Frans Vintage Friends

The intrepid members of Fran's Vintage Friends ventured into the teeth of the Nor'easter on Monday to meet in Myersville, MD. High winds on the Bay Bridge made the crossing particularly fun and we watched snow flurries all day, but the good stuff inside banished all thoughts of the weather.

Hazel Carter showed us a quilt just back from Sue Reich's "Happy Birthday America" exhibit. It's a modified 9-Patch with sashing of the Hail Columbia and peace shield fabric. Is that from the Grant campaign in 1868 or the Centennial? ? An album block top with cross-stitch names (1840) puzzled us with its unfamiliar fabrics.

Bunnie Jordan showed us an 1880 Chimney Sweep top with brown print setting blocks used cheddar as the background for the piecing. In the spirit of the season she produced a collection of bunny quilts and cradle covers (appliquéd and embroidered) from the 20s and 30s. We tried to think of other names that would inspire a special collection. The only suggestions we came up with were "Kitty" and "Cinderella." We saw an exquisitely quilted c.1850 MD quilt. The blocks were four bunches of grapes (red faded to brown). The grape motif is similar to designs found in some MD samplers.

We all need to go to the sampler exhibit at the MD Historical Society in Baltimore. Blocks made of 36 3/4" squares were put together as 4-Patches and combined with gray setting blocks (1890). A second quilt from the same auction had the same somber colors, but a much simpler design. A stunning four block Basket of Flowers quilt in red, yellow and green had us thinking 1850s until Debby Cooney's sharp eyes spotted "Dora Schndle 1884" in the quilting. My favorite of the day was an 1820s top with pieced Sunflowers alternating with appliquéd chintz. The quilt with T-corners was from the Philadelphia area. An Album, probably from Baltimore, dated 1848 had Designer II blocks. It came up in an auction on the Eastern Shore!!!!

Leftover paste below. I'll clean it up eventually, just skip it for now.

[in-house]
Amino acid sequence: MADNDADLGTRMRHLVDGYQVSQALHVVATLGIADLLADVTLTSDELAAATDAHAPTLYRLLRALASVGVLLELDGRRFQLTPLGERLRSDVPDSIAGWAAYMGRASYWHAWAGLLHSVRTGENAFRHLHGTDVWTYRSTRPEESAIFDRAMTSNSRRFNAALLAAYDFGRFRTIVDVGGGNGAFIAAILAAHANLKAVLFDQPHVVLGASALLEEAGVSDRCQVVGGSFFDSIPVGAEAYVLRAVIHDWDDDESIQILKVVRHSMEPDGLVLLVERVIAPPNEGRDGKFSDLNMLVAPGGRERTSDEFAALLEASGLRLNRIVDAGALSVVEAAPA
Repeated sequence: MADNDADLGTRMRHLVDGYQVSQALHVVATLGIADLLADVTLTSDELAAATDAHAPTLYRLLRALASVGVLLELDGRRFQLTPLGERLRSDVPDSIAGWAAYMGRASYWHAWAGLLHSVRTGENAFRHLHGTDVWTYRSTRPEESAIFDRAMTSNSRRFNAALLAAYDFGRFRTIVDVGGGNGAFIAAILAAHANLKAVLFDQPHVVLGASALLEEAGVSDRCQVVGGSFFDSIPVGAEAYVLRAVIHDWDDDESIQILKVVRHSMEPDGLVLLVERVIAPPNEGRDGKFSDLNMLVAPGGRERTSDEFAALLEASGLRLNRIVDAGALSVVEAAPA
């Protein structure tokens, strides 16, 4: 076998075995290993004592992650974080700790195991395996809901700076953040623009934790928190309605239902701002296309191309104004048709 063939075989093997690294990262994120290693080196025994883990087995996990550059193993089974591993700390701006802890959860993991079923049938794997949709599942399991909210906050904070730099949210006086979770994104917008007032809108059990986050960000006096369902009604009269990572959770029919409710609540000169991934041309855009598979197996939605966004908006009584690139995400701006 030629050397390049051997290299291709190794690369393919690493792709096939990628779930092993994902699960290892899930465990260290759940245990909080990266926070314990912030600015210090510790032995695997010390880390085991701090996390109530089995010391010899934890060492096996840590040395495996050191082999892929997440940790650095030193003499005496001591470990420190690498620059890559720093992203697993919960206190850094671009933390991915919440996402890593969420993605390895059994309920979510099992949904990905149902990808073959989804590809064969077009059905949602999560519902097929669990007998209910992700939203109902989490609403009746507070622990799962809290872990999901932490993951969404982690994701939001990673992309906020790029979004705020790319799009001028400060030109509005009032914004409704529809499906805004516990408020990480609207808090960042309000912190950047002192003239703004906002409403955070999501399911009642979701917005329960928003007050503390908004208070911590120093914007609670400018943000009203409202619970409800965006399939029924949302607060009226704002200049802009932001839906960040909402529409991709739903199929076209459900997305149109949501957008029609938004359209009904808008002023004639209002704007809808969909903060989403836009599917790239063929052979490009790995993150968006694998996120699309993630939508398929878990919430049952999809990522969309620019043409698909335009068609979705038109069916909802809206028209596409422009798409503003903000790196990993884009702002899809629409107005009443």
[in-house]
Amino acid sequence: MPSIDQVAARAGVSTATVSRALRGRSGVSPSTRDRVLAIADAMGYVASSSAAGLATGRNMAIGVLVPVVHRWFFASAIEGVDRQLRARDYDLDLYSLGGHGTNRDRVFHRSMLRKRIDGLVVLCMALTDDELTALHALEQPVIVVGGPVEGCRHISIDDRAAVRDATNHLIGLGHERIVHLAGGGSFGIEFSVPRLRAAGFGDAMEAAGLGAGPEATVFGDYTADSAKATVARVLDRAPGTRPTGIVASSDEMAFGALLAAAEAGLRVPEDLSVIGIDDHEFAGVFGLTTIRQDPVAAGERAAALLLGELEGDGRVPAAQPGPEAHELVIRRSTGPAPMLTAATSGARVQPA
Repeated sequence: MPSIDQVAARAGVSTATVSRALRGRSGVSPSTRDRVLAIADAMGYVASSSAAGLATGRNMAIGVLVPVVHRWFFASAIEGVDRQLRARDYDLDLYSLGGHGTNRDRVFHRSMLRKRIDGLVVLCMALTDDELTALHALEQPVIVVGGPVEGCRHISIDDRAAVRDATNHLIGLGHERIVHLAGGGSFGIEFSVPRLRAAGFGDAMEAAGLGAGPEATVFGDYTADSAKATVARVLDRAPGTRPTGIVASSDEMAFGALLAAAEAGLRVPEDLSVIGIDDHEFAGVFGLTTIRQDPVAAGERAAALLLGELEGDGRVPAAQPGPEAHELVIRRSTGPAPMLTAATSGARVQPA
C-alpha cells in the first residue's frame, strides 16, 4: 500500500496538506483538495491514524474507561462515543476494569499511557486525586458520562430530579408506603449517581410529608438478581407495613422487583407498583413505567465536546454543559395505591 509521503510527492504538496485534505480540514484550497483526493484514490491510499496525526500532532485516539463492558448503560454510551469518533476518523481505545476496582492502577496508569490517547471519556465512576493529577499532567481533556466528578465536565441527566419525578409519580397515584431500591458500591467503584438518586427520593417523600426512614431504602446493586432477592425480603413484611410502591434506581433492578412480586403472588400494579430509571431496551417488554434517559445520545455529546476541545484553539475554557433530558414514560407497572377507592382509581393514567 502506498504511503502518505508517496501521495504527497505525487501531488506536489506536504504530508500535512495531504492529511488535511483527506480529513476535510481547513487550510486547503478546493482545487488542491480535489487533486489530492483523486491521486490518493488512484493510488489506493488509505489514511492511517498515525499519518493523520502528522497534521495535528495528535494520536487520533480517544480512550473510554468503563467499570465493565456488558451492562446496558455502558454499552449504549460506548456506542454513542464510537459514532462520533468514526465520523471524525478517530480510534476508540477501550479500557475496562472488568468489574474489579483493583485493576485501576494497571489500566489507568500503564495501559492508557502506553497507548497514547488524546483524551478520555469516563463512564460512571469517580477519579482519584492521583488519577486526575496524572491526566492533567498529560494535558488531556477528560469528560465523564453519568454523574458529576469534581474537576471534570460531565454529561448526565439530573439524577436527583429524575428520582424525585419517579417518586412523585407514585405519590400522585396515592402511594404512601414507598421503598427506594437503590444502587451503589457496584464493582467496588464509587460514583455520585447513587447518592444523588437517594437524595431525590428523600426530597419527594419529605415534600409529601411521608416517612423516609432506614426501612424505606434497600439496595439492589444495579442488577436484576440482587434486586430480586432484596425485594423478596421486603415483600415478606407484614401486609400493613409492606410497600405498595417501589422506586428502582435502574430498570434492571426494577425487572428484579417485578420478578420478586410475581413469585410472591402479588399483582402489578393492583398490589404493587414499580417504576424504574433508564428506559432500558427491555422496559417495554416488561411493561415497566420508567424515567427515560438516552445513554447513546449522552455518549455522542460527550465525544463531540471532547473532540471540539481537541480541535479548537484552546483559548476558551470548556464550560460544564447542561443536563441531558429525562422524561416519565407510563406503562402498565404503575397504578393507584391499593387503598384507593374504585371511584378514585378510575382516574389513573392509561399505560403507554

My identical-twin-separated-at-birth Suzanne had a Harriet Powers repro. She presented it rather apologetically until we all went crazy and congratulated her on her find. Her other triumph was a lovely PA German show towel dated 1799. Barb Garrett had several wishbone thimble holders and a delightful PA Four-Patch with colors bright enough to offset the gloomy weather. She also had some very nice red work although she denies being a collector of same.

I had braved the torrential downpour on Sunday to go to an antique show in Cambridge, MD. I'm so glad I did. I found a fraktur inscribed by the Footed Letter Scrivener who was the favorite of the women who owned the fraktur inscribed quilts that so fascinate me. I already own a fraktur by William Gross who inscribed the first fraktur quilt I bought. Another dealer had a leather Shaker sewing kit complete with scissors, thimble, threads, needles and some tatting. He had all the provenance tracing it to Sister Ethel Hudson the last survivor of the Canterbury Community. Now it's mine. Smalls require so much less room that quilts or even tops.

Cinda on the Eastern Shore still recovering from taking my grandchildren to the International Spy Museum. They loved it; I don't ever have to go again.

For more information, contact Fran Fitz at fjfitz@erols.com